Catalog of Holdings

Study Report

Study Number: QG-077-001-1-1-United States-NCHS-2007

Subject Area: Medical and Health

Bibliographic Citation: National home health aide survey (NHHAS), 2007.  [machine-readable data file] / The Office of the Assistant Secretary for Planning and Evaluation (ASPE)  [principal investigator(s)] / Rockville, MD: National Center for Health Statistics  [distributor].

Originating Archive Number: NHHAS

Date Accessioned: 5/27/2010

Number of Files Received: 0

Comments: Public-use data file, SAS, SPSS and Stata statement files are available from the study website,

Access Status: Unrestricted

Date Ordered: 5/27/2010

Documentation: Technical documentation and questionnaire are available from the study website,

Abstract: The National Home Health Aide Survey (NHHAS) was designed to provide national estimates of home health aides employed by agencies that provide home health and/or hospice care. NHHAS, a multistage probability sample survey, was conducted as a supplement to the 2007 National Home and Hospice Care Survey (NHHCS). Agencies providing home health and/or hospice care were sampled into NHHCS, and then up to six home health aides were sampled from eligible participating NHHCS agencies. Home health aides were considered eligible to participate in NHHAS if they were 1. directly employed by the sampled agency; and 2. provided assistance in activities of daily living (ADLs), including bathing, dressing, transferring, eating, and toileting. NHHAS was administered to aides during their nonworking hours by interviewers who used a computer-assisted telephone interviewing (CATI) system to collect the data. The survey instrument included sections on recruitment, training, job history, family life, management and supervision, client relations, organizational commitment and job satisfaction, workplace environment, work-related injuries, and demographics. The NHHAS questionnaire was virtually identical to the survey instrument used in the 2004 National Nursing Assistant Survey of certified nursing assistants working in nursing homes, to permit comparisons of direct care workers across long-term care workplace settings. Minor changes were made to account for differences in workplace environment and responsibilities between home health aides and certified nursing assistants. A total of 3,377 interviews of aides working in agencies providing home health and/or hospice care were completed between September 2007 and April 2008.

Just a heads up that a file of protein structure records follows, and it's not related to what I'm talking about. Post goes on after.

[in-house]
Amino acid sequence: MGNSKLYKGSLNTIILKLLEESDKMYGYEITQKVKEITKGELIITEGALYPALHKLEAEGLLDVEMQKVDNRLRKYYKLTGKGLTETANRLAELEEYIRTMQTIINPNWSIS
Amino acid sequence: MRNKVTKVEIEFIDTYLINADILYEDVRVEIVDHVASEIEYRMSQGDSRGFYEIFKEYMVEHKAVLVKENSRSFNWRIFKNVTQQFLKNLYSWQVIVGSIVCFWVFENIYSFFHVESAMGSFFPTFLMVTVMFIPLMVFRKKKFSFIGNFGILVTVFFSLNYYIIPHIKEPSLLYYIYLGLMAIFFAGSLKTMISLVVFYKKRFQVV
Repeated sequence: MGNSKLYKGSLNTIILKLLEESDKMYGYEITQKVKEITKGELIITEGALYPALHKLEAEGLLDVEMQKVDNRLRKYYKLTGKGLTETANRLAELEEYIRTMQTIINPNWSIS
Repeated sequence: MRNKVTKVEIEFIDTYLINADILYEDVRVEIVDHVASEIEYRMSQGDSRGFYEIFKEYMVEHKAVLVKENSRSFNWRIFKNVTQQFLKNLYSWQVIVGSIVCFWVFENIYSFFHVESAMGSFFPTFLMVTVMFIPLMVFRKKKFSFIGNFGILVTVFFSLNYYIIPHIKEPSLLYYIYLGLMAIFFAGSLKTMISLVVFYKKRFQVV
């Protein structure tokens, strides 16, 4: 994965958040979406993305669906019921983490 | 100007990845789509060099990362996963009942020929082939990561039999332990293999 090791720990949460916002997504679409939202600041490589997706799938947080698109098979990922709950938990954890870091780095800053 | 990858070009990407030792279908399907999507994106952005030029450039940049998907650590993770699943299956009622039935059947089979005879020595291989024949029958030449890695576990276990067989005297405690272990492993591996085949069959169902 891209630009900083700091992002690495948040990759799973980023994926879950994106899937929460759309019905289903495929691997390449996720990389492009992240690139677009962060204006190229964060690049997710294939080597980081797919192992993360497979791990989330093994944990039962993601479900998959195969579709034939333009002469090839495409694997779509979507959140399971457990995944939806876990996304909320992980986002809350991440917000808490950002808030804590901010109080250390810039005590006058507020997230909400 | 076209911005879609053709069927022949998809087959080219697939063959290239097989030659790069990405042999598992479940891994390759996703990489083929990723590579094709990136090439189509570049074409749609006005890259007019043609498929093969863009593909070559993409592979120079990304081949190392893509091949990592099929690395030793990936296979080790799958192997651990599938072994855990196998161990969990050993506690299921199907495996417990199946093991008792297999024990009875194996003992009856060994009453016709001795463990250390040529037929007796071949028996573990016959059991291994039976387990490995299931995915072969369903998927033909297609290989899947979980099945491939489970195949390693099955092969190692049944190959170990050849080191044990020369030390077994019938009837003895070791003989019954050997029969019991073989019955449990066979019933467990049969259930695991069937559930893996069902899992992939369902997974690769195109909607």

Media/File Reports: